Charity leaders should try to make more decisions based on compassion and empathy if they want to increase public trust, a former US presidential adviser has said.
Speaking at an Acevo conference for charity leaders this morning, Pippa Malmgren, former financial adviser to President George W Bush and now an adviser to the British government, said there had been a breakdown in public trust and confidence in leadership in recent years.
She said that, in order to tackle that lack of trust, leaders should move on from the binary, logic-based thought processes of the 20th century and embrace an approach that took in the bigger picture.
She likened the decision-making process to a piano keyboard, with the financial bottom line at one end and compassion and empathy at the other.
Compassion and empathy "are the things that cause people to have faith and confidence and trust, whether it’s in a company brand, a nation or a charitable organisation", she said.
Malmgren said a compassionate approach "often preserves and builds the value of the enterprise much better than the bottom-line approach".
She said: "There will be times when profit and loss will be the right notes to hit, and times when compassion and empathy will be the right notes to hit.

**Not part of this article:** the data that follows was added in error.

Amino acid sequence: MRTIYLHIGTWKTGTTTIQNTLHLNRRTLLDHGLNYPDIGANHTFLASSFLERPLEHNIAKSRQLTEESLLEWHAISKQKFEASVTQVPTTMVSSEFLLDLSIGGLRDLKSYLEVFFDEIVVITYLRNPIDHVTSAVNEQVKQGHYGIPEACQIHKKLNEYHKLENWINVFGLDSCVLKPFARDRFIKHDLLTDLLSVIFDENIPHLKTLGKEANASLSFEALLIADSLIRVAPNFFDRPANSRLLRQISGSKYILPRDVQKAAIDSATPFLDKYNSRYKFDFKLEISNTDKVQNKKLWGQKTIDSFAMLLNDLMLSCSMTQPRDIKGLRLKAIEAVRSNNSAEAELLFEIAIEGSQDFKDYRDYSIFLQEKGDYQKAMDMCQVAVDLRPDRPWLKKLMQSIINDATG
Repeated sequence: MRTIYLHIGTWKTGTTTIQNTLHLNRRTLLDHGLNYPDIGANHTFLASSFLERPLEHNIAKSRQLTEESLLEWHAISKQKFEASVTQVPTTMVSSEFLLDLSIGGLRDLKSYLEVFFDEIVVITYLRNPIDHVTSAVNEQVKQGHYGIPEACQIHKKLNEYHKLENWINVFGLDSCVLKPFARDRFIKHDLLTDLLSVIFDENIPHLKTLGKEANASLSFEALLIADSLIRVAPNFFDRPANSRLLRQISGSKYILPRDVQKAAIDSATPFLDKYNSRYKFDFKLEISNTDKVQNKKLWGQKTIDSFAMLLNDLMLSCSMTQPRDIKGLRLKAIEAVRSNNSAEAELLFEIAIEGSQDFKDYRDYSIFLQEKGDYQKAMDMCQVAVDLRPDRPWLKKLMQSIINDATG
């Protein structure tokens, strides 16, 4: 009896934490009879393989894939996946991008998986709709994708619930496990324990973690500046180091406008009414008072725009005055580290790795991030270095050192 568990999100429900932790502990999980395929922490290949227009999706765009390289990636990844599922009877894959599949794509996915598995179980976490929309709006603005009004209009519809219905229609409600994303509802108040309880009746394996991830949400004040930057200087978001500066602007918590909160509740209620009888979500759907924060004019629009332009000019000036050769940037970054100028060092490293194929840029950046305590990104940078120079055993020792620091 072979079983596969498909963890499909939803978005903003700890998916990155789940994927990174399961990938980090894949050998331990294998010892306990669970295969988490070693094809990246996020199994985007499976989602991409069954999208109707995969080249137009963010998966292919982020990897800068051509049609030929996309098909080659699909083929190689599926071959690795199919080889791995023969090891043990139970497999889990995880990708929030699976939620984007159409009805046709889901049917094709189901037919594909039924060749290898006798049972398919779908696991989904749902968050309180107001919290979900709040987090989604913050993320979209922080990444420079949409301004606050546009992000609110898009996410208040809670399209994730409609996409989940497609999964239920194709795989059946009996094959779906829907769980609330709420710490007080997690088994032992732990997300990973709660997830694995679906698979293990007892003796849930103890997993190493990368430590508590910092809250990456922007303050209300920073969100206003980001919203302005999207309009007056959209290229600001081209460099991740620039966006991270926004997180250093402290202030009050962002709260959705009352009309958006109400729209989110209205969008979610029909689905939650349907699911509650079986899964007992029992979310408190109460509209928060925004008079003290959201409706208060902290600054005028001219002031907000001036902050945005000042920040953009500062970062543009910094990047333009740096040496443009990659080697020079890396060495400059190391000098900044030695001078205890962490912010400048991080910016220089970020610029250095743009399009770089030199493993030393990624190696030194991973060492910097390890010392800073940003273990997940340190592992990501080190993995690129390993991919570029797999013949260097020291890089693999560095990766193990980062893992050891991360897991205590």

"Good leaders will be able go up and down that keyboard and choose the right thing at the right moment."
Malmgren also urged leaders to embody the values their organisation stood for.
She said that one of the reasons trust had broke down in leaders was that people felt what they said and what they did were different, and they were "not representing the values the public would want to have trust in".
"We’ve certainly seen that in some of the recent scandals in the charitable sector there’s a disconnect between what you do and what you seemingly stand for," she said.
"You can’t do values – you can only be values. If you’re a leader I bet you have a ‘to-do’ list, but I bet you don’t have a ‘to-be’ list."
She also urged leaders to look at the wider picture of the financial position and the public mood, rather than get stuck looking through an "ever-finer microscope".
She said: "If you are looking deeper into the microscope and getting ever narrower into the details then, guess what, nobody wants to follow you.
"Instead we need to look across, see the stars, understand what’s coming on the landscape and show other people where we are going."